In the 20th century, similar sets of procedures and rules were also developed for the weaponisation of airplanes, space, and chemical and biological weapons.

But the confounding factor when it comes to cyber war is that the barriers to entry are so much lower than in any of other domains. Any country, or even any rogue group or individual, that puts a little bit of time and effort into it can develop some nasty offensive cyber capabilities. It is, in fact, the near-opposite of the development of nuclear arms, which requires years of work, billions of dollars, and access to the scarcest of scarce scientific talent and trans-uranium elements.

I am more optimistic than pessimistic, but when it comes to cyber security, I have a fairly dark view of the future.

Among all the innovations that are going to transform our life in the near future, what’s your most favourite, and why?

The commercialisation of genomics and the development of precision medicines. If my three children are able to get medicines that will make them healthier and keep them alive longer, then as a father there is nothing more I could want in the world.

But there are concerns over the commercialisation of genomics or advanced life sciences.

Scientific development should not be independent of our values. There are things we can accept as being virtuous, such as genomics for treating diseases like Parkinson’s. But do we allow for the creation of “designer babies” using gene-editing technology for cosmetic purposes? Every society will have to ask and answer that question.

You talk about the concept of “near-radical openness,” giving the example of Estonia. Can you explain this a bit more for our Indian readers?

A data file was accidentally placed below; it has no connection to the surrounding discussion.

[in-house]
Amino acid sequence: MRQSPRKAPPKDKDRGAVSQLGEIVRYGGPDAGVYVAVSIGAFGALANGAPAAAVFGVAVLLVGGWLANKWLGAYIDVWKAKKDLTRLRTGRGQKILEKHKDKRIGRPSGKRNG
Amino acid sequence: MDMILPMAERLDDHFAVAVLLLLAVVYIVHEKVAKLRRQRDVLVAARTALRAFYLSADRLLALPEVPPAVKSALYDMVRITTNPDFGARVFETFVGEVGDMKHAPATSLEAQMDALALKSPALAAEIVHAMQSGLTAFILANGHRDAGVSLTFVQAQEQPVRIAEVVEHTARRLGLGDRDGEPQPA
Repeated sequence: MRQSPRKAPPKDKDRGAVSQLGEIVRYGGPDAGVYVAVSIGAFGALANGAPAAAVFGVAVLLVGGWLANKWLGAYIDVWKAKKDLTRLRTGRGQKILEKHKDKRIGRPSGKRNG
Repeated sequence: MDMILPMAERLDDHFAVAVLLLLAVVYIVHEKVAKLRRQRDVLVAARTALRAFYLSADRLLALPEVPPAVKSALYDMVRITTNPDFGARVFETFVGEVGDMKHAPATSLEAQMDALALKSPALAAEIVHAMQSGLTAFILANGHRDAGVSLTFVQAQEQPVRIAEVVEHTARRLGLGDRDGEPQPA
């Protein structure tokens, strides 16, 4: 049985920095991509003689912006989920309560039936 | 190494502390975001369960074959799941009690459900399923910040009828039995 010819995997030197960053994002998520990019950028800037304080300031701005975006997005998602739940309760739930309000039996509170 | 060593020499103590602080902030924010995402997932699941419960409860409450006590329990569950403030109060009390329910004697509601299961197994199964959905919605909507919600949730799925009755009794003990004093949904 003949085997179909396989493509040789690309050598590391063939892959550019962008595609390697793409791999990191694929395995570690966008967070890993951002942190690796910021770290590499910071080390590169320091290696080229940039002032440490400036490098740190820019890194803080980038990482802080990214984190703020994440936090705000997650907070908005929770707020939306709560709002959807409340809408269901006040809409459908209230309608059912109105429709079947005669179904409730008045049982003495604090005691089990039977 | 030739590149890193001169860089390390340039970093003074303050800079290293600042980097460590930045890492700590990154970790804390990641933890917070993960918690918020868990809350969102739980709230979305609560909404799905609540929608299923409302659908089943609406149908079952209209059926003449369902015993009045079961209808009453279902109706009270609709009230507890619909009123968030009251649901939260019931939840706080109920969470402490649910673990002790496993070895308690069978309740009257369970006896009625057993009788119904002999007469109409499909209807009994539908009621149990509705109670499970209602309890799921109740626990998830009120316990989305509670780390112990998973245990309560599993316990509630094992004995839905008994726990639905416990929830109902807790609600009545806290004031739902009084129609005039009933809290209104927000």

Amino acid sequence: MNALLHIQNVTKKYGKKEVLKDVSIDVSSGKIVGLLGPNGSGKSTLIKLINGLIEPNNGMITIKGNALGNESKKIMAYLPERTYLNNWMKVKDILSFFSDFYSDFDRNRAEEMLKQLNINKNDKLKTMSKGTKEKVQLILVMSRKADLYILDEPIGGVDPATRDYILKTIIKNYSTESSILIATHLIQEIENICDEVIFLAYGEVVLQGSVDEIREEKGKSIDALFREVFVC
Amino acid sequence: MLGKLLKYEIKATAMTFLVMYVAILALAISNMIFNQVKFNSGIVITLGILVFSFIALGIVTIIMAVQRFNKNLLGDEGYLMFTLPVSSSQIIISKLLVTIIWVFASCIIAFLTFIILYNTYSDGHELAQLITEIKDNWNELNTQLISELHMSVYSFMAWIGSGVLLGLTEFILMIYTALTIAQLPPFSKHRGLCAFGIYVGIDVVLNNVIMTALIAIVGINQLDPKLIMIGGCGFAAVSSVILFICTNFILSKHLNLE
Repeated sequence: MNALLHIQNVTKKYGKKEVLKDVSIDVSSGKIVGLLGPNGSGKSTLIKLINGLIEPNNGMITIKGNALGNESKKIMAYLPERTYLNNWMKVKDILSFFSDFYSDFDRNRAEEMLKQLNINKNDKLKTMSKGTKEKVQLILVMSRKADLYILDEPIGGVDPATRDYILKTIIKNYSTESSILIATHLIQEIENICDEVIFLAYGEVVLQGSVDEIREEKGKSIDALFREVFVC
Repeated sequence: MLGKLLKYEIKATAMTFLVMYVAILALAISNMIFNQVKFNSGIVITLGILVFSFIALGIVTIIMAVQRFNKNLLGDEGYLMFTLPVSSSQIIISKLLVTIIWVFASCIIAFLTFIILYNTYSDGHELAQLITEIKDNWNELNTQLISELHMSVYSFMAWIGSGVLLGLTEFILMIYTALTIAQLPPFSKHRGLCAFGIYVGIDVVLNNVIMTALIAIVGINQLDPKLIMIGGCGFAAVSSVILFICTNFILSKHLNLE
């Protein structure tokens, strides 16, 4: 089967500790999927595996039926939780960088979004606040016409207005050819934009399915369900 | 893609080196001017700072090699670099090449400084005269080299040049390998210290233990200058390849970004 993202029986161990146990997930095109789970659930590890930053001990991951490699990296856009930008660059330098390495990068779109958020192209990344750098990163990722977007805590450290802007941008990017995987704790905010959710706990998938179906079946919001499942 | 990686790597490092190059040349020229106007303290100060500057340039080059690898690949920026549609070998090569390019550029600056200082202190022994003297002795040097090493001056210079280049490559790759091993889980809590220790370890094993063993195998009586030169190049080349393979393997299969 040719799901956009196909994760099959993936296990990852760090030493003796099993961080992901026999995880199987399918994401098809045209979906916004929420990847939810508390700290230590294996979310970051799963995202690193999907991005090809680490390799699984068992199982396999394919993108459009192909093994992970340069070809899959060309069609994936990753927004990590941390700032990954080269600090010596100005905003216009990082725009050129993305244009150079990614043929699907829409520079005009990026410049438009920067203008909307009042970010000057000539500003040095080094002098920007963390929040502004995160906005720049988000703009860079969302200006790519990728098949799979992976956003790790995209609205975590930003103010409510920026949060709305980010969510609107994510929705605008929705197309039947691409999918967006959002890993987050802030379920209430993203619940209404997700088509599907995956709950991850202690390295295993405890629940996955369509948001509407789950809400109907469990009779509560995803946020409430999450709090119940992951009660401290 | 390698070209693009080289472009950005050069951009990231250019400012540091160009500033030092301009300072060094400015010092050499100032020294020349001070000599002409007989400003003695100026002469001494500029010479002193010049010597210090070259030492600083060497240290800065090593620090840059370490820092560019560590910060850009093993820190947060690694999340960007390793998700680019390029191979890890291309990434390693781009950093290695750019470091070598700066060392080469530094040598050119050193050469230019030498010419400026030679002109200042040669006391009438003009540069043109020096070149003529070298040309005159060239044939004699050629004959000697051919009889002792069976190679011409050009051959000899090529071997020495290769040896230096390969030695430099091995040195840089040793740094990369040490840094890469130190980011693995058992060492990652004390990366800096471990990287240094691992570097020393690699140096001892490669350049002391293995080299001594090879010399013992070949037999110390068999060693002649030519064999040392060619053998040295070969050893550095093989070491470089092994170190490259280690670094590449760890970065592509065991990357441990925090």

The principle political and economic binary of the 20th century was left versus right. In the 21st century, it’s open versus closed. I define open as having three principle attributes.First, upward economic and social mobility not constrained to elites. Second, cultural and religious norms not set by a central authority and, third, rights-respective for people from across society including women and religious, ethnic and sexual minorities.

How is digital technology going to change money and markets?

Digital technology is going to take an enormous amount of friction out of the payment process and bring markets together more closely. Think of those horrible fees paid by workers working abroad and sending money home. I think those fees will be a fraction of what they are today because of the next stage of innovation in digital payments.

When it comes to Big Data, the first rule of central banks and policymakers should be: “don’t be a solution in search of a problem”. There are very reasonable regulations to such technologies, but regulators should not be overzealous.

We’re in a world that’s more connected than ever. Does this affect social relations? I’m referring to concerns that the likes of Sherry Turkle discuss.

I think that it is impossible to describe the influence of connectivity on social relations without nuance. I think it almost certainly helps bring people together, but it tends to do so among people of like mind. It enables community-development, but those communities tend to be increasingly homogeneous. This, then, creates some terrible byproducts, particularly in politics.

Conversely, is technology making us more human or are we becoming humanoids with a difference?

I honestly don’t know. I think it probably makes us a little more machine-like.

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Published on May 01, 2016